If there is something we’ve all learned from science fiction, it’s that the Earth has a way of adapting. You see it imagined in the TV show Life without People, in the outside world of Logan’s Run, or in your own garden if you don’t trim back honeysuckle, ivy, or mint. Nature figures out a way to reclaim what it has lost. Many would call this the Gaia Principle or Gaia Hypothesis. Simply defined, the Gaia Hypothesis proposes that organisms (plants, animals, you and me) interact with inorganic materials (rocks, metals, gases like carbon monoxide), and create a complex, self-regulating ecosystem that maintains the balance needed to support and perpetuate life. Every sphere that comprises the Earth we know—the biosphere, the atmosphere, the hydrospheres and the pedosphere—are constantly changing. They are a complex system of elements, but are continuously evolving. The Gaia Hypothesis contends that our planet, Gaia, naturally strives to create the optimal physical and chemical environment essential to support life.
This theory is why we sometimes picture the distant future something like this…
Image: Logan’s Run, 1976, MGM Studios
That’s the thing about the Earth. It has a way of coming back, regardless of what is thrown at us, and sadly, we as a species have been throwing a lot at it. I’m not talking about carbon emissions from our automobiles or industrial pollutants. An estimated 311 million tons of plastic is produced every year globally. That means more plastic exists than fish in the sea. Not what you would call a happy thought from any perspective, but here’s a glimmer of hope for you to consider. One of the key elements of plastic is Polyethylene Trephthalate or PET. PET is used for manufacturing plastic bottles and comprises of one fifth of plastic’s annual production. Now PET’s strength and stability under heat is what makes it ideal for packaging, but these properties also make it difficult to decompose.
Now Gaia has decided “Enough is enough…” as scientists have discovered bacterium which feeds on PET. It’s called Ideonella Sakaiensis 201-F6. Researchers in Japan have isolated this bacterium from 250 samples from PET debris collected from recycling plants, and found this bacteria pairing two enzymes together that slowly breaks down PET over a six week period at 80 degrees Fahrenheit, or 30 degrees Celsius. This new discovery, while amazing on a larger scale, hardly came as a surprise. “If you put a bacteria in a situation where they’ve only got one food source to consume, over time they will adapt to do that,” states lead researcher Enzo Palombo from Swinburne University, “I think we are seeing how nature can surprise us and in the end the resiliency of nature itself.” In this particular case, the bacteria had to eat something and all they had was plastic, so they evolved in order to survive. And unlike some spookier science fiction stories about evolution, this is the kind of evolution that is a breakthrough in dealing with environmental issues.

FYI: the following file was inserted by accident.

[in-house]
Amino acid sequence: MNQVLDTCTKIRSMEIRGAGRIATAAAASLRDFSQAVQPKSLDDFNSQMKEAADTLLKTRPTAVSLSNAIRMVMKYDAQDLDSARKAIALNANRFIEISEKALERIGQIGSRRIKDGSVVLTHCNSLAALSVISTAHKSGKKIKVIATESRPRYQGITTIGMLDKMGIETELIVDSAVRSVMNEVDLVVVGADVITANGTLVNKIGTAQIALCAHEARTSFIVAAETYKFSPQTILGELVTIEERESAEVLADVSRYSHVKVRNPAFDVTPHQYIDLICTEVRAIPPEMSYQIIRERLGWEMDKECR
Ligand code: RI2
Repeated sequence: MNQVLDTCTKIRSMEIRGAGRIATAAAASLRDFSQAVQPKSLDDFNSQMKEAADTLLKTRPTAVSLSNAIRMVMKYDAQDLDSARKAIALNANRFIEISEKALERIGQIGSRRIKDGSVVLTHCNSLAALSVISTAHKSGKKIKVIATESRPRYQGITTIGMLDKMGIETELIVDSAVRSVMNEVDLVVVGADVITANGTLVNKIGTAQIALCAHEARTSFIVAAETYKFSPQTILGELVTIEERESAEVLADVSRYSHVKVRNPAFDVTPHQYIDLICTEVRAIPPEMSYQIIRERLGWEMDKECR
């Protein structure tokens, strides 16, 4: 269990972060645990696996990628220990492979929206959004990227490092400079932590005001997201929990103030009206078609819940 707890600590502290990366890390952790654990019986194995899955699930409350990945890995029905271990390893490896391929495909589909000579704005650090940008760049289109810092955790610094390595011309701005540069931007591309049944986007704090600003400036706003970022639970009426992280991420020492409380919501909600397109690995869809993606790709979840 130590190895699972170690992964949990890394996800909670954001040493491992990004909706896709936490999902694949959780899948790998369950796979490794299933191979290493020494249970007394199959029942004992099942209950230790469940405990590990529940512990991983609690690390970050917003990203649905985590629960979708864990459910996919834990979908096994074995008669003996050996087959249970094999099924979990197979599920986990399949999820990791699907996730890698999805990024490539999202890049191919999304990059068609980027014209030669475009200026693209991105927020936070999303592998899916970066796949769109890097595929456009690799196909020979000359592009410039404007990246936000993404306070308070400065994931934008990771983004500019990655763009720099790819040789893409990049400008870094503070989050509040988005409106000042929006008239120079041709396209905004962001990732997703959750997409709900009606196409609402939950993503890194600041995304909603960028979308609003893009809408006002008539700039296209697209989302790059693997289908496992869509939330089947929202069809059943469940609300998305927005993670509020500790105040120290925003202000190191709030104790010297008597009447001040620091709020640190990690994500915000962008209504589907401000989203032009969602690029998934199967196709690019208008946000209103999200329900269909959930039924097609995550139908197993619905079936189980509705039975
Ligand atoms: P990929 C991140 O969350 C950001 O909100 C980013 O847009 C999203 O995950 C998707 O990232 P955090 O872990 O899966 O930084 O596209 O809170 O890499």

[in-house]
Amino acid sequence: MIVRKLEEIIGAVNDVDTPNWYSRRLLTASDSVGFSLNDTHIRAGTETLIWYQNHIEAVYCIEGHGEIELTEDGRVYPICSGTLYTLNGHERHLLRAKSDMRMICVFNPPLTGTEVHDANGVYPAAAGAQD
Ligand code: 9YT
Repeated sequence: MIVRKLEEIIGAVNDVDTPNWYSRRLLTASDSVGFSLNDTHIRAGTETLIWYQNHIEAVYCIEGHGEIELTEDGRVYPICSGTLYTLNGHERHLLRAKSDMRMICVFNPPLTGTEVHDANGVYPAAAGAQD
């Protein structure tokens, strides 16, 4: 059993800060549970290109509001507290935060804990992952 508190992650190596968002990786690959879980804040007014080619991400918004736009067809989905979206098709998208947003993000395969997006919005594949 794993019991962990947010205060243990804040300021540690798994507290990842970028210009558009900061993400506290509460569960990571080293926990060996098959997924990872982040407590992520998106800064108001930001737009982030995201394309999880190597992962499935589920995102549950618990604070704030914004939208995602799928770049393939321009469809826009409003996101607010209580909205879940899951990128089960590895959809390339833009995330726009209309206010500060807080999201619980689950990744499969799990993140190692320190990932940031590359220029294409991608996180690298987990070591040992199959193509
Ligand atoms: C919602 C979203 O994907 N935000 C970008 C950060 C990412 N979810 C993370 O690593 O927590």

This gift from Mother Nature is, by no means, a good reason for us to stop recycling when and where we can. Ideonella Sakaiensis 201-F6 will have limited impact now, but scientists believe this new bacteria points to the future, a safe and natural way to decompose all the plastic gathering in landfills. It also points to the Gaia Hypothesis, and that maybe there is something to it. Whether you buy into the hypothesis or not, that doesn’t rule out the truth that presently Spaceship Earth is the only option we have now. Sure, we’re looking at Mars; but that is still a far ways off. How about we concentrate on the current planet we’re on.
If bacteria can go green, why not the rest of us?
A research physicist who has become an entrepreneur and educational leader, and an expert on competency-based education, critical thinking in the classroom, curriculum development, and education management, Dr. Richard Shurtz is the president and chief executive officer of Stratfdord University. He has published over 30 technical publications, holds 15 patents, and is host of the weekly radio show, Tech Talk. A noted expert on competency-based education, Dr. Shurtz has conducted numerous workshops and seminars for educators in Jamaica, Egypt, India, and China, and has established academic partnerships in China, India, Sri Lanka, Kurdistan, Malaysia, and Canada.